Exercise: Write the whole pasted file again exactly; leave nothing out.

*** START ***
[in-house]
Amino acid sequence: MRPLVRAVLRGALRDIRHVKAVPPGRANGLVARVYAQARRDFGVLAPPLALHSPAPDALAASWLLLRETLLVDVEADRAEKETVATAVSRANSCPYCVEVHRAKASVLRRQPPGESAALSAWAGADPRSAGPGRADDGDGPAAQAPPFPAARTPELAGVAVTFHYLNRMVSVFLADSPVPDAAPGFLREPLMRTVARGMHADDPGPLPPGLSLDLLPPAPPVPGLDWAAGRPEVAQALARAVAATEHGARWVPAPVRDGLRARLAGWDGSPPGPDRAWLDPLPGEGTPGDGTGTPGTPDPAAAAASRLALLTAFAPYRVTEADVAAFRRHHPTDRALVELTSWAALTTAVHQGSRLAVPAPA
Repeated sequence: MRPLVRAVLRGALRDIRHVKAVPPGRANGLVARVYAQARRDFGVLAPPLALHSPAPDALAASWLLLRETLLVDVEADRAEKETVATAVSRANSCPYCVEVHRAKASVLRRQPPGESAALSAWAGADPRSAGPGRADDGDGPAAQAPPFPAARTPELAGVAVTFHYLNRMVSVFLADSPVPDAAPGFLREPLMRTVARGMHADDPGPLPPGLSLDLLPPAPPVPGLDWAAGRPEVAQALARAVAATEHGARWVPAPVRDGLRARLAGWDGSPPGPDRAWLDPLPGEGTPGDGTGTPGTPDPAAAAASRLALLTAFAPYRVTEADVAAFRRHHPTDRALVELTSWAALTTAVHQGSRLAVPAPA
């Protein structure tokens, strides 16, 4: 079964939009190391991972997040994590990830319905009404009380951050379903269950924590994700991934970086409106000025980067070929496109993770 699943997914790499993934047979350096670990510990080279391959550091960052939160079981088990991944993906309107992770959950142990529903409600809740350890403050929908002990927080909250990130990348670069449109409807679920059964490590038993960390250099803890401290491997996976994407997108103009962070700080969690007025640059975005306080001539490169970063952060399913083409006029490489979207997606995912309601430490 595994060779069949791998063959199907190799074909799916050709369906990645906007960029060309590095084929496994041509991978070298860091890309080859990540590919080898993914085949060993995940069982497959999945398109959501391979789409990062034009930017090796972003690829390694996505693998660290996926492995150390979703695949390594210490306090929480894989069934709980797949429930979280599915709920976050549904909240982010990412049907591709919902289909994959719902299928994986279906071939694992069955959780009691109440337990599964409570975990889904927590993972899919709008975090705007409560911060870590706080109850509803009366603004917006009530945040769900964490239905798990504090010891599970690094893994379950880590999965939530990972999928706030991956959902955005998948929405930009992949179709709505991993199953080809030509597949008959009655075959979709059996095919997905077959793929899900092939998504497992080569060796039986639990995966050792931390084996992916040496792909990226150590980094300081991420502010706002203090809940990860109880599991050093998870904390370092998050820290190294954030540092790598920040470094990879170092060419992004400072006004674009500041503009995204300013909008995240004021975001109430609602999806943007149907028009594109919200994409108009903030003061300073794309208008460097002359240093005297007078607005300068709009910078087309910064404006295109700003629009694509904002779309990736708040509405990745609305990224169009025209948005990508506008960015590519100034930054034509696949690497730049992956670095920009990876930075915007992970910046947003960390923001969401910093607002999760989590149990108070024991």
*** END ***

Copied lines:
[in-house]
Amino acid sequence: MRPLVRAVLRGALRDIRHVKAVPPGRANGLVARVYAQARRDFGVLAPPLALHSPAPDALAASWLLLRETLLVDVEADRAEKETVATAVSRANSCPYCVEVHRAKASVLRRQPPGESAALSAWAGADPRSAGPGRADDGDGPAAQAPPFPAARTPELAGVAVTFHYLNRMVSVFLADSPVPDAAPGFLREPLMRTVARGMHADDPGPLPPGLSLDLLPPAPPVPGLDWAAGRPEVAQALARAVAATEHGARWVPAPVRDGLRARLAGWDGSPPGPDRAWLDPLPGEGTPGDGTGTPGTPDPAAAAASRLALLTAFAPYRVTEADVAAFRRHHPTDRALVELTSWAALTTAVHQGSRLAVPAPA
Repeated sequence: MRPLVRAVLRGALRDIRHVKAVPPGRANGLVARVYAQARRDFGVLAPPLALHSPAPDALAASWLLLRETLLVDVEADRAEKETVATAVSRANSCPYCVEVHRAKASVLRRQPPGESAALSAWAGADPRSAGPGRADDGDGPAAQAPPFPAARTPELAGVAVTFHYLNRMVSVFLADSPVPDAAPGFLREPLMRTVARGMHADDPGPLPPGLSLDLLPPAPPVPGLDWAAGRPEVAQALARAVAATEHGARWVPAPVRDGLRARLAGWDGSPPGPDRAWLDPLPGEGTPGDGTGTPGTPDPAAAAASRLALLTAFAPYRVTEADVAAFRRHHPTDRALVELTSWAALTTAVHQGSRLAVPAPA
């Protein structure tokens, strides 16, 4: 079964939009190391991972997040994590990830319905009404009380951050379903269950924590994700991934970086409106000025980067070929496109993770 699943997914790499993934047979350096670990510990080279391959550091960052939160079981088990991944993906309107992770959950142990529903409600809740350890403050929908002990927080909250990130990348670069449109409807679920059964490590038993960390250099803890401290491997996976994407997108103009962070700080969690007025640059975005306080001539490169970063952060399913083409006029490489979207997606995912309601430490 595994060779069949791998063959199907190799074909799916050709369906990645906007960029060309590095084929496994041509991978070298860091890309080859990540590919080898993914085949060993995940069982497959999945398109959501391979789409990062034009930017090796972003690829390694996505693998660290996926492995150390979703695949390594210490306090929480894989069934709980797949429930979280599915709920976050549904909240982010990412049907591709919902289909994959719902299928994986279906071939694992069955959780009691109440337990599964409570975990889904927590993972899919709008975090705007409560911060870590706080109850509803009366603004917006009530945040769900964490239905798990504090010891599970690094893994379950880590999965939530990972999928706030991956959902955005998948929405930009992949179709709505991993199953080809030509597949008959009655075959979709059996095919997905077959793929899900092939998504497992080569060796039986639990995966050792931390084996992916040496792909990226150590980094300081991420502010706002203090809940990860109880599991050093998870904390370092998050820290190294954030540092790598920040470094990879170092060419992004400072006004674009500041503009995204300013909008995240004021975001109430609602999806943007149907028009594109919200994409108009903030003061300073794309208008460097002359240093005297007078607005300068709009910078087309910064404006295109700003629009694509904002779309990736708040509405990745609305990224169009025209948005990508506008960015590519100034930054034509696949690497730049992956670095920009990876930075915007992970910046947003960390923001969401910093607002999760989590149990108070024991």